Joe Root ready to have a ball in Sri Lanka

Joe Root

Joe Root’s runs and captaincy are likely to be crucial to England’s Test prospects in Sri Lanka, but he stands ready to do his part with the ball too.

Joe Root has a history of success in Sri Lanka

When Root led the side to a 3-0 sweep on the island in 2018, the tourists’ success owed plenty to a three-pronged spin attack of Adil Rashid, Moeen Ali and Jack Leach who harvested 48 wickets between them.

Of that trio only left-armer Leach will take the field in Galle on Thursday, with Rashid on what increasingly looks to be a permanent hiatus from red-ball cricket and Moeen remaining in quarantine beyond the initial 10-day guidance following his bout of Covid-19.

Off-spinner Dom Bess will renew his partnership with former Somerset team-mate Leach but while Mason Crane, Amar Virdi and Matt Parkinson are all travelling as reserves there has been no indication that any will be promoted to the full squad.

That means England are liable to line up with three seam options, with Root himself taking the role of extra spinner. He is no rank novice, boasting 29 Test scalps and best figures of four for 87 in Port Elizabeth, but could find himself playing a bigger role than ever before over the next couple of weeks.

And while he cannot expect to hit the heights of Moeen at his best, he has been putting himself through the necessary paces in the nets.

“I’ve readied myself for it. I’ve prepared for it in practice and it does seem to be coming out okay at the moment,” he said.

England are without Moeen Ali (left) and Adil Rashid (right).
England are without Moeen Ali, left, and Adil Rashid, right, (Stu Forster/Pool)

“With any attack, in any conditions, it’s about performing in partnerships and working with guys at the other end. I’ll just try to execute the role that is needed. If it is the case that I need to bowl longer spells than previously and take a bigger workload in this series then I’m looking forward to that challenge.”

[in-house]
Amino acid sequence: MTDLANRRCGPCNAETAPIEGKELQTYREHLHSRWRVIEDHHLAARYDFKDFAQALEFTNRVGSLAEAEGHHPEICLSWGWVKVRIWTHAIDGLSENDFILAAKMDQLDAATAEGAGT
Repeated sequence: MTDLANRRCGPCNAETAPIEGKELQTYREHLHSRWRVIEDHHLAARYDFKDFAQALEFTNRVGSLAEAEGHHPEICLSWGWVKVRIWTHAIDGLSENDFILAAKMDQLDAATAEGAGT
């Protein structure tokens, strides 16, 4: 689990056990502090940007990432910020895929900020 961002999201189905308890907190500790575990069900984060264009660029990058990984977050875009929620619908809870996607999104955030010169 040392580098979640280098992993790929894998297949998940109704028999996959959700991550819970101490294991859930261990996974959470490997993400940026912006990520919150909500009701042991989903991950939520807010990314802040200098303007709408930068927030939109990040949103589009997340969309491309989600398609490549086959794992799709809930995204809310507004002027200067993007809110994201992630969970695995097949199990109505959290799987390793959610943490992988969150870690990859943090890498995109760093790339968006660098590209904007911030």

Big challenge awaits England

Another, even bigger, challenge for England could prove to be avoiding the kind of slack start they have occasionally been prone to.

There have been a handful of day-one dips in recent years but in a two-match rubber it is particularly hazardous – as Root remembers all too well from a doomed trip to Auckland three years ago.

Back then his team were rounded up for just 58 by New Zealand in less than 21 overs and almost immediately surrendered their chances of emerging victorious on the brief tour.

“Whether it is with bat or ball, it is our responsibility to get off to a solid start and then drive the game forward from there,” he said.

“So many times in these two-match series, it’s imperative you get off to a good start. Look back to New Zealand, we had a terrible first morning session and it wiped the series out for us.

“We have started series poorly, as was mentioned last summer, and if we are to keep improving as a team we can’t be behind the eight ball going into the second Test match of every series.

“We are very keen to start off strongly and to get ahead of the game. The way we are going to do that is by scoring big first-innings runs and controlling the game. If we can manage to do that I think we’ll have success here.”

A sure-footed beginning would be even more of an achievement given only a solitary day of intra-squad warm-up action, blighted by a tight schedule and even tighter restrictions on movement.

“There’s no point hiding behind the fact: we haven’t had the ideal lead-up to this series. It’s probably the shortest lead-up we’ve ever had going into an away Test match series,” said Root.

“That’s part and parcel of playing in this era. It doesn’t take anything away from the group of players and the responsibility they have to put a performance in.”